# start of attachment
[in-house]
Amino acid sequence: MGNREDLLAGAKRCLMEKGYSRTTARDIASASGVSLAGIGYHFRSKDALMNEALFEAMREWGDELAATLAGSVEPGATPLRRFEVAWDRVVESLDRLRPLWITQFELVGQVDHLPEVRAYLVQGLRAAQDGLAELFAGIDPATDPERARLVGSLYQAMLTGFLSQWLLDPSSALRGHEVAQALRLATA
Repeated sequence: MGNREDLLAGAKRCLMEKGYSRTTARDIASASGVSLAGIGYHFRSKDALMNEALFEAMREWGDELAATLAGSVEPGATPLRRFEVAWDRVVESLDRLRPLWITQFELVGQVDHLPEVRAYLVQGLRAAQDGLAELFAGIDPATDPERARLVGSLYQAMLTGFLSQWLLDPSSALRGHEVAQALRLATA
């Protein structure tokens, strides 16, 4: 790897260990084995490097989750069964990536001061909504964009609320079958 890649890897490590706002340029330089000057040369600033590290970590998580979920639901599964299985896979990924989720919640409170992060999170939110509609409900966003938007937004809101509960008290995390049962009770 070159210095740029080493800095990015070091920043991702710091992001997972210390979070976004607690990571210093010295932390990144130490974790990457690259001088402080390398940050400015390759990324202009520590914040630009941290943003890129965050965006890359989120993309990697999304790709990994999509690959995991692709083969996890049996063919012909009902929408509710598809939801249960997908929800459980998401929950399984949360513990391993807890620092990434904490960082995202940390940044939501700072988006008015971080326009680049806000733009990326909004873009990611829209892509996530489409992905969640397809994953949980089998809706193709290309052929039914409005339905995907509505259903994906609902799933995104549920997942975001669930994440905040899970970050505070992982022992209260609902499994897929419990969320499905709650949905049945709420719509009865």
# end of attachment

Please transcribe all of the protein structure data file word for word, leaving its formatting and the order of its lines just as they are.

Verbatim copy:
[in-house]
Amino acid sequence: MGNREDLLAGAKRCLMEKGYSRTTARDIASASGVSLAGIGYHFRSKDALMNEALFEAMREWGDELAATLAGSVEPGATPLRRFEVAWDRVVESLDRLRPLWITQFELVGQVDHLPEVRAYLVQGLRAAQDGLAELFAGIDPATDPERARLVGSLYQAMLTGFLSQWLLDPSSALRGHEVAQALRLATA
Repeated sequence: MGNREDLLAGAKRCLMEKGYSRTTARDIASASGVSLAGIGYHFRSKDALMNEALFEAMREWGDELAATLAGSVEPGATPLRRFEVAWDRVVESLDRLRPLWITQFELVGQVDHLPEVRAYLVQGLRAAQDGLAELFAGIDPATDPERARLVGSLYQAMLTGFLSQWLLDPSSALRGHEVAQALRLATA
């Protein structure tokens, strides 16, 4: 790897260990084995490097989750069964990536001061909504964009609320079958 890649890897490590706002340029330089000057040369600033590290970590998580979920639901599964299985896979990924989720919640409170992060999170939110509609409900966003938007937004809101509960008290995390049962009770 070159210095740029080493800095990015070091920043991702710091992001997972210390979070976004607690990571210093010295932390990144130490974790990457690259001088402080390398940050400015390759990324202009520590914040630009941290943003890129965050965006890359989120993309990697999304790709990994999509690959995991692709083969996890049996063919012909009902929408509710598809939801249960997908929800459980998401929950399984949360513990391993807890620092990434904490960082995202940390940044939501700072988006008015971080326009680049806000733009990326909004873009990611829209892509996530489409992905969640397809994953949980089998809706193709290309052929039914409005339905995907509505259903994906609902799933995104549920997942975001669930994440905040899970970050505070992982022992209260609902499994897929419990969320499905709650949905049945709420719509009865």